Jan 16, 2008

Turbulence a less likely culprit...

Comments found online regarding the recent Air Canada A319 "upset" incident now seem to reduce the likelihood that turbulence was the culprit.

For example, this comment by a jet transport pilot who was a passenger on AC190 (emphasis added):

http://www.avcanada.caforum....
...
I was on AC 190 yesterday. ... we were in smooth air in cruise when the plane rolled abruptly to the left followed by a roll reversal to the right. There were then about 3 more roll reversal that were getting small in intensity. It seemed to me that after the first roll upset the crew was getting the Plane back under control. ... After the crew had the Plane back under control the Captain made a PA and said that they had had a computer malfunction and that the problem had been isolated and that they were manually flying the Plane. The rest of the flight was smooth with a nice landing in YYC. I just wanted to say thank you to the crew for getting us on the ground safely.

Then, these comments from a Transport Safety Board official as quoted by CBC (again, emphasis mine):

http://www.cbc.ca/canada/story/2008/...t-calgary.html
...
"The aircraft rolled to the right to about 35 degrees of bank and rolled to the left about 50 degrees of bank and effectively the auto pilot was disconnected," said Nick Stoss of the Transportation Safety Board.


The upset was apparently a sudden rolling movement of the aircraft which is not what I would expect from CAT/Turbulence encounters. Further laying the CAT hypothesis to rest are the comments about smooth air before and after the incident, and a previous report that said that the pilots did not log an official report of turbulence with ATC.

Flight control problems of one sort and another now take on greater importance in my mind. A sudden roll to one side (interestingly the two reports differ about which direction happened first.) followed by an even further roll in the opposite direction followed by diminishing rolls suggests that one or both pilots over-reacted to the sudden movement, causing momentary oscillations, before restabilizing the plane to level flight.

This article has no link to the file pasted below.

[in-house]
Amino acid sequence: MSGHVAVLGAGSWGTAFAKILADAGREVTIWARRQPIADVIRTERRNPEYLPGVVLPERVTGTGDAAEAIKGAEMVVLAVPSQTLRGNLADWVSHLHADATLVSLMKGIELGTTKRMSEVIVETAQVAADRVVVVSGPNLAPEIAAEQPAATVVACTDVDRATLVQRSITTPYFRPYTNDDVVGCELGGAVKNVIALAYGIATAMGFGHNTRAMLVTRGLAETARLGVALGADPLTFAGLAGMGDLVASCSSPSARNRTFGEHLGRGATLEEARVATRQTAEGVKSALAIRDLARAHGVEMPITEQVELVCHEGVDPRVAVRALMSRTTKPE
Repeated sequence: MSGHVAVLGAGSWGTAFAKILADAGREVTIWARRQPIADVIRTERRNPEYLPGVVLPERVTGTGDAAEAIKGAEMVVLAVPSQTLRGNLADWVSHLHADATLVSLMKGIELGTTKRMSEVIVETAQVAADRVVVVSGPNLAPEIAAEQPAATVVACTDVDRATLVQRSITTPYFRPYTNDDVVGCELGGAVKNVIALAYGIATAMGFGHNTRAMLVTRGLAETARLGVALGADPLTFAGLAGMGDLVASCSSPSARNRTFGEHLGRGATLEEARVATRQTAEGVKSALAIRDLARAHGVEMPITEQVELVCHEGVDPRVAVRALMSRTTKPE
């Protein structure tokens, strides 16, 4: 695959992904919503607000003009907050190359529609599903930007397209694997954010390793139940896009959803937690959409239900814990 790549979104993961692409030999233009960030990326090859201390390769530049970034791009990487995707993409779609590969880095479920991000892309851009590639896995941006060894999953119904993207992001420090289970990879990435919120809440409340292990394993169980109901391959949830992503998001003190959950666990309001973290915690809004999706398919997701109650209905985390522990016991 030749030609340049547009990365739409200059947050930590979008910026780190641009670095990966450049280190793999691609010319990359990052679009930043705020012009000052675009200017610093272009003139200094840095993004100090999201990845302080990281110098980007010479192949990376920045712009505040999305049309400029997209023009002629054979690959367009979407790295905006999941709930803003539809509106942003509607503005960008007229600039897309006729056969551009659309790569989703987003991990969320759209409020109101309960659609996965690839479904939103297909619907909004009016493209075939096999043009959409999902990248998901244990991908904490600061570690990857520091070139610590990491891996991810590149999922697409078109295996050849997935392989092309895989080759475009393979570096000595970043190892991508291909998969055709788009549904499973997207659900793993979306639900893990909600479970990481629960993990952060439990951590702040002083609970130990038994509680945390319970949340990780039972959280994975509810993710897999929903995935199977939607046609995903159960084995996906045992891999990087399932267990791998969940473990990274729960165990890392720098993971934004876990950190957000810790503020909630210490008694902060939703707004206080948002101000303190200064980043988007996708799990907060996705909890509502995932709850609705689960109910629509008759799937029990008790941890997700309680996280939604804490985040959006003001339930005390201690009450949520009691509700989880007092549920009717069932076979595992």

Reports of the aircraft "plunging" are also easily explained. Any time an aircraft banks to extreme angles it becomes more difficult to maintain altitude. This is exaggerated the higher we climb into the thinning atmosphere. So along with any altitude loss caused by those huge rolling movements, I'm sure the pilot also initiated an immediate descent.

What sort of malfunctions might be suspected? More thoughts on that coming up...

3 comments:

Teller said...

Perhaps the discrepancy in the direction of the initial roll is easily explained? If the first roll was only 35 degrees to the right, maybe it either wasn't felt or seemed normal to a passenger in the back, then the 50 degree roll to the left would have been the first upset a passenger without an ADI would have noticed. Just a thought. Sounds like an event I wouldn't care much to experience!

Anonymous said...

Reading articles about ACA190 with interest as my wife and I were passengers this flight. We were in the back and most definitely felt the initial roll to the left then right. Never experienced 'turbulance' like that before. Have heard of rumours of another aircraft near-by but no one has identified it. Interesting that no one has mentioned that the personal entertainment system was non-functional when we departed YYJ - we are still waiting for the promised voucher for not having entertainment. Sure glad we keep our seat belts on!

Aluwings said...

Anonymous - How much more entertainment do you need than an unexpected roller coaster ride at 30,000+ feet! lol

Seriously, I'm glad you and your wife were not injured and "good for you" regarding the seatbelt. That's my practice too when riding as a passenger.

I just posted another item regarding the possibility of wake turbulence and wing tip vortices being the cause. Thanks for posting your comments.

p.s. I hope you get those vouchers soon and that they are not free passes to the local amusement park!